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Medium Format in the Digital Age

Yashica Mat-124G
Yashica Mat-124G photo by John Kratz

Sometimes I feel like grandpa telling kid’s stories about the old days of film photography.  The funny thing, I’m not that old.  A testimony to the rapid advance of digital imaging, particularly at the consumer level.

In the “old” days cameras and film were broken down into three basic categories:

Small format – Primarily 110, 35mm and 135 film

Medium format – 120 and 220 film at different aspect ratios, depending on the manufacturer.  The most common were 6 cm x 4.5 cm, usually called “645” which was carried as part of the brand names on cameras that shot that aspect ratio.  Along with 6×7 cm and 6×9 cm.

Large format – Primarily 4×5 and 8×10 view cameras but there were few limitations on outside physical size of a sheet of film.  If someone could make a tank to hold a 10 foot section of film, someone else would design a camera for it.

My first medium format camera was a Yashica Mat 124G, much like the one above.  I made a lot of money off that camera.  It took amazingly sharp pictures.  My old 124G launch several promising modeling careers and, along with my 35mm, preserved the memories of many weddings.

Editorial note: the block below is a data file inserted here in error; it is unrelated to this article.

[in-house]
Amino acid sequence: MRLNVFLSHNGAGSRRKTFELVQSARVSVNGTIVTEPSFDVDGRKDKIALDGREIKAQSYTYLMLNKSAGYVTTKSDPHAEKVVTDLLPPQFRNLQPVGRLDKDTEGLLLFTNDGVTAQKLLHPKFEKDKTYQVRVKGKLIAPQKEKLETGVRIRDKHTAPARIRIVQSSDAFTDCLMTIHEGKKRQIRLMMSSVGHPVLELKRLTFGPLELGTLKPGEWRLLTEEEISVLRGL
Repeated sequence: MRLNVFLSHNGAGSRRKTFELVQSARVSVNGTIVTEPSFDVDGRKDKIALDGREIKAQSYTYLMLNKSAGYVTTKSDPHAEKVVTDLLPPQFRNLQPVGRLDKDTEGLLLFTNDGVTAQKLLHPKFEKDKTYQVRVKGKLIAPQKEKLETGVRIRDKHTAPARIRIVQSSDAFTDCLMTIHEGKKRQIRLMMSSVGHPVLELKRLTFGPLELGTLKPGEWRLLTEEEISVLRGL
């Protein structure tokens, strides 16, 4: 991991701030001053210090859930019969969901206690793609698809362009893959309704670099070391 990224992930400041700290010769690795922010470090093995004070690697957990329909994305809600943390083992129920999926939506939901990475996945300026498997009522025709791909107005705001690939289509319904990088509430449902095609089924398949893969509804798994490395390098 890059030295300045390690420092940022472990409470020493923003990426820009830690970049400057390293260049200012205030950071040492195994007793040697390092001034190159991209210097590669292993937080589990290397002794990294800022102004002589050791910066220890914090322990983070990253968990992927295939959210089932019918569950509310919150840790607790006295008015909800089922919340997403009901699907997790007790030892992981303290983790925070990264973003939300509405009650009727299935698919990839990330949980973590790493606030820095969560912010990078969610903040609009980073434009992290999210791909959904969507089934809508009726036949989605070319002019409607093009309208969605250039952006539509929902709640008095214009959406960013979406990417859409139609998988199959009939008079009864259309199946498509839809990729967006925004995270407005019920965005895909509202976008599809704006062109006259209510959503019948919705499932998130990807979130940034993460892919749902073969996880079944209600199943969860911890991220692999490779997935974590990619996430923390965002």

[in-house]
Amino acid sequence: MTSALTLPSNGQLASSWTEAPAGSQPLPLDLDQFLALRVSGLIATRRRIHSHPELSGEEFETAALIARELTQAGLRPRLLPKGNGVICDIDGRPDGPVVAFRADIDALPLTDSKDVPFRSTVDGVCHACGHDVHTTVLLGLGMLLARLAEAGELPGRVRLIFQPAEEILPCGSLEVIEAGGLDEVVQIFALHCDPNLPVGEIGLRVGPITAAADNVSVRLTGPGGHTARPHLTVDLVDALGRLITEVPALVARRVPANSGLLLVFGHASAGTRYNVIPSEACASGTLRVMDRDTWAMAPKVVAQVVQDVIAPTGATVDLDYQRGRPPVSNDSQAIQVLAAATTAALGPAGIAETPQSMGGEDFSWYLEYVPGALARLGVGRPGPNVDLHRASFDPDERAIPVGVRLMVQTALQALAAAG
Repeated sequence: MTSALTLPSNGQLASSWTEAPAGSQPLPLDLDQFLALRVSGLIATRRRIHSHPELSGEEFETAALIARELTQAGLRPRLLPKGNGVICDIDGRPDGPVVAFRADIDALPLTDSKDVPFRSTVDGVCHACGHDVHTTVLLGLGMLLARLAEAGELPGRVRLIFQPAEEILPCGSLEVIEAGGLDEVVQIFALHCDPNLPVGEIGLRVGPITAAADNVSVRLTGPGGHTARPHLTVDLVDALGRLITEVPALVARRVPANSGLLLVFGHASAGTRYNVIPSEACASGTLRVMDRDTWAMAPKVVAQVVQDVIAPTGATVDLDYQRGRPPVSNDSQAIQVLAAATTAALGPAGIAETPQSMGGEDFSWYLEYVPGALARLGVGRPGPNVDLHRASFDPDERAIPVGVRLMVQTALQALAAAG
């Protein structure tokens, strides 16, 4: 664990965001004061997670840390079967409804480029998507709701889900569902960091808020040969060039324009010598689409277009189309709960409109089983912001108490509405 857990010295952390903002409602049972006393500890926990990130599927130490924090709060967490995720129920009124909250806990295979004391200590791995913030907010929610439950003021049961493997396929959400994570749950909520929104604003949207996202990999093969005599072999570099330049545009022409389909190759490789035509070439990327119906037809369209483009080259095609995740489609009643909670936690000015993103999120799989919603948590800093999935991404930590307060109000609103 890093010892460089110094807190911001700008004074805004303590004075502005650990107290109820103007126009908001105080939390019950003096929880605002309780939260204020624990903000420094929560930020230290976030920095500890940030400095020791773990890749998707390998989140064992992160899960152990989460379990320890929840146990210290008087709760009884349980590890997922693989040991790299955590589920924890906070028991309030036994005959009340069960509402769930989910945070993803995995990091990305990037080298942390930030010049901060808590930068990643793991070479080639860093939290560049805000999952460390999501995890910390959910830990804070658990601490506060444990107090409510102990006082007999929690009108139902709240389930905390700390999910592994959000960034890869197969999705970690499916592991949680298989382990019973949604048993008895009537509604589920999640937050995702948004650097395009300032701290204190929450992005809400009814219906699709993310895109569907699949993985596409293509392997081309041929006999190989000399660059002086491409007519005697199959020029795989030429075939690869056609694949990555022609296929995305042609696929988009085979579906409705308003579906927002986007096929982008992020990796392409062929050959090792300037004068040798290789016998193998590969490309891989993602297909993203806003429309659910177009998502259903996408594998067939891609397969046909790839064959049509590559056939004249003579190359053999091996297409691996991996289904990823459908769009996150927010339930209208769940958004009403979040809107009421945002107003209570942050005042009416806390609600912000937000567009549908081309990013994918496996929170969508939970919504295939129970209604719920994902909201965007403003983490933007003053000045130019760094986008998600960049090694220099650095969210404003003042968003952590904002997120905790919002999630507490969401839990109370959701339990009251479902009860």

Today the medium format has run smack up against the digital revolution.  What I’m about to say may sound like heresy to some photographers but, in all but a few specialized cases, I’m not sure that medium format is economically viable in the digital age.

This chart compares the sizes of various modern camera sensors.  Even modern digital film cameras, such as the Arriflex D-20 are using chips that approximate a 35mm or Super35 sensor.

The Mamiya RZ33 kit is an example of a modern medium format digital camera.  The camera, digital back and lens will set you back a cool $18,000.  For that you get an imaging chip that’s 48×36 compared to a full frame 35mm chip available in the Canon 5D MKII which is 24×36.  The 5D with a lens will set you back closer to $3,200.  Almost $15,000 price difference to gain another 24mm on the vertical dimension of the imaging chip.

It’s my opinion, after shooting several different models of digital cameras, including medium format, that the difference in quality does not justify the price.  You’re paying geometrically more for incremental improvements in quality.  The RZIID will take fantastic pictures, don’t get me wrong.  But so will your Canon 5D. 

In post-processing you’ll still be throwing away the bulk of the visual information the chip captures, even with a 35mm frame.  There are very few applications today where you really need all the extra resolution.

So can the medium format digital cameras survive in the age of $3,200 cameras with 35mm digital sensors?  Probably.  There will always be someone who thinks the marginal improvement in quality will be worth the money.   If you want to spend money, my advice is to buy better lenses.  Cameras come and go but good glass lasts forever. 

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